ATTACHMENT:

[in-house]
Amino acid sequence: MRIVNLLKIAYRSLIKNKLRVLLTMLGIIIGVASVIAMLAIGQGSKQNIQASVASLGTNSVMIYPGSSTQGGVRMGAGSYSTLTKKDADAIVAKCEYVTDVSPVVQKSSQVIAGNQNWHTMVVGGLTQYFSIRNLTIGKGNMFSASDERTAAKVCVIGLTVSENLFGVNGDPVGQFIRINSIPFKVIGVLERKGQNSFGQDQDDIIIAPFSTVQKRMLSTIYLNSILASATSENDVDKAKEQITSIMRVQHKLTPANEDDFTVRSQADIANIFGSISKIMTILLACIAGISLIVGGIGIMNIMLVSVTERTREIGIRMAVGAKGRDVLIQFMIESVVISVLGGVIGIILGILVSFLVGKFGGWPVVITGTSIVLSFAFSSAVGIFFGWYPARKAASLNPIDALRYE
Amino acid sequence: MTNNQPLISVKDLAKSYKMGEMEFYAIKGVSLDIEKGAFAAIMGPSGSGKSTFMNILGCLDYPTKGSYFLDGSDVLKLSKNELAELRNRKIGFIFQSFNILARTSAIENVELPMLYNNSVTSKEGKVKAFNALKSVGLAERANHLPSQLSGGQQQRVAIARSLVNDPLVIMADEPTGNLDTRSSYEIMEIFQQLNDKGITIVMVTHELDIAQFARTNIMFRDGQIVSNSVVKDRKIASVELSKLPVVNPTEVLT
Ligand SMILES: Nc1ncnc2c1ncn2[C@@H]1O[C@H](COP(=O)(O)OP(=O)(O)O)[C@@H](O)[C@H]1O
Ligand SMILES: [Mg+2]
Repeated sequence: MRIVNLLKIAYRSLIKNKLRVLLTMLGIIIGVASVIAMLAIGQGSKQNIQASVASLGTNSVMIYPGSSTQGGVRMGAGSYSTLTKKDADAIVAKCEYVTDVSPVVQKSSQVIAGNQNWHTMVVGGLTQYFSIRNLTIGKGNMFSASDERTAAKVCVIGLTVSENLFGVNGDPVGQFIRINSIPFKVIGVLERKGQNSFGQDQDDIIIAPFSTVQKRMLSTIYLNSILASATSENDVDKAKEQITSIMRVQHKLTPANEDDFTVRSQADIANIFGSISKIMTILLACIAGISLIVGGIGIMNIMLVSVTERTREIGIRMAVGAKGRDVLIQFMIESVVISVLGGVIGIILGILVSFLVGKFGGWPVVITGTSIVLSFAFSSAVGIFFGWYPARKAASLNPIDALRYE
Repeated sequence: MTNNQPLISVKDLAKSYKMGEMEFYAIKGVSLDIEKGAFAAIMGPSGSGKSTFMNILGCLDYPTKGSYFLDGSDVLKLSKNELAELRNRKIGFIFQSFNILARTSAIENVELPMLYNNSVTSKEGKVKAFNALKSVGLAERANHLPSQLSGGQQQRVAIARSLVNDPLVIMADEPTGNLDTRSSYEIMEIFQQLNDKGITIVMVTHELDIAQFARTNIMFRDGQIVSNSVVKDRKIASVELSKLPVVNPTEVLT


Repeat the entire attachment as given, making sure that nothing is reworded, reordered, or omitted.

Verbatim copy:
[in-house]
Amino acid sequence: MRIVNLLKIAYRSLIKNKLRVLLTMLGIIIGVASVIAMLAIGQGSKQNIQASVASLGTNSVMIYPGSSTQGGVRMGAGSYSTLTKKDADAIVAKCEYVTDVSPVVQKSSQVIAGNQNWHTMVVGGLTQYFSIRNLTIGKGNMFSASDERTAAKVCVIGLTVSENLFGVNGDPVGQFIRINSIPFKVIGVLERKGQNSFGQDQDDIIIAPFSTVQKRMLSTIYLNSILASATSENDVDKAKEQITSIMRVQHKLTPANEDDFTVRSQADIANIFGSISKIMTILLACIAGISLIVGGIGIMNIMLVSVTERTREIGIRMAVGAKGRDVLIQFMIESVVISVLGGVIGIILGILVSFLVGKFGGWPVVITGTSIVLSFAFSSAVGIFFGWYPARKAASLNPIDALRYE
Amino acid sequence: MTNNQPLISVKDLAKSYKMGEMEFYAIKGVSLDIEKGAFAAIMGPSGSGKSTFMNILGCLDYPTKGSYFLDGSDVLKLSKNELAELRNRKIGFIFQSFNILARTSAIENVELPMLYNNSVTSKEGKVKAFNALKSVGLAERANHLPSQLSGGQQQRVAIARSLVNDPLVIMADEPTGNLDTRSSYEIMEIFQQLNDKGITIVMVTHELDIAQFARTNIMFRDGQIVSNSVVKDRKIASVELSKLPVVNPTEVLT
Ligand SMILES: Nc1ncnc2c1ncn2[C@@H]1O[C@H](COP(=O)(O)OP(=O)(O)O)[C@@H](O)[C@H]1O
Ligand SMILES: [Mg+2]
Repeated sequence: MRIVNLLKIAYRSLIKNKLRVLLTMLGIIIGVASVIAMLAIGQGSKQNIQASVASLGTNSVMIYPGSSTQGGVRMGAGSYSTLTKKDADAIVAKCEYVTDVSPVVQKSSQVIAGNQNWHTMVVGGLTQYFSIRNLTIGKGNMFSASDERTAAKVCVIGLTVSENLFGVNGDPVGQFIRINSIPFKVIGVLERKGQNSFGQDQDDIIIAPFSTVQKRMLSTIYLNSILASATSENDVDKAKEQITSIMRVQHKLTPANEDDFTVRSQADIANIFGSISKIMTILLACIAGISLIVGGIGIMNIMLVSVTERTREIGIRMAVGAKGRDVLIQFMIESVVISVLGGVIGIILGILVSFLVGKFGGWPVVITGTSIVLSFAFSSAVGIFFGWYPARKAASLNPIDALRYE
Repeated sequence: MTNNQPLISVKDLAKSYKMGEMEFYAIKGVSLDIEKGAFAAIMGPSGSGKSTFMNILGCLDYPTKGSYFLDGSDVLKLSKNELAELRNRKIGFIFQSFNILARTSAIENVELPMLYNNSVTSKEGKVKAFNALKSVGLAERANHLPSQLSGGQQQRVAIARSLVNDPLVIMADEPTGNLDTRSSYEIMEIFQQLNDKGITIVMVTHELDIAQFARTNIMFRDGQIVSNSVVKDRKIASVELSKLPVVNPTEVLT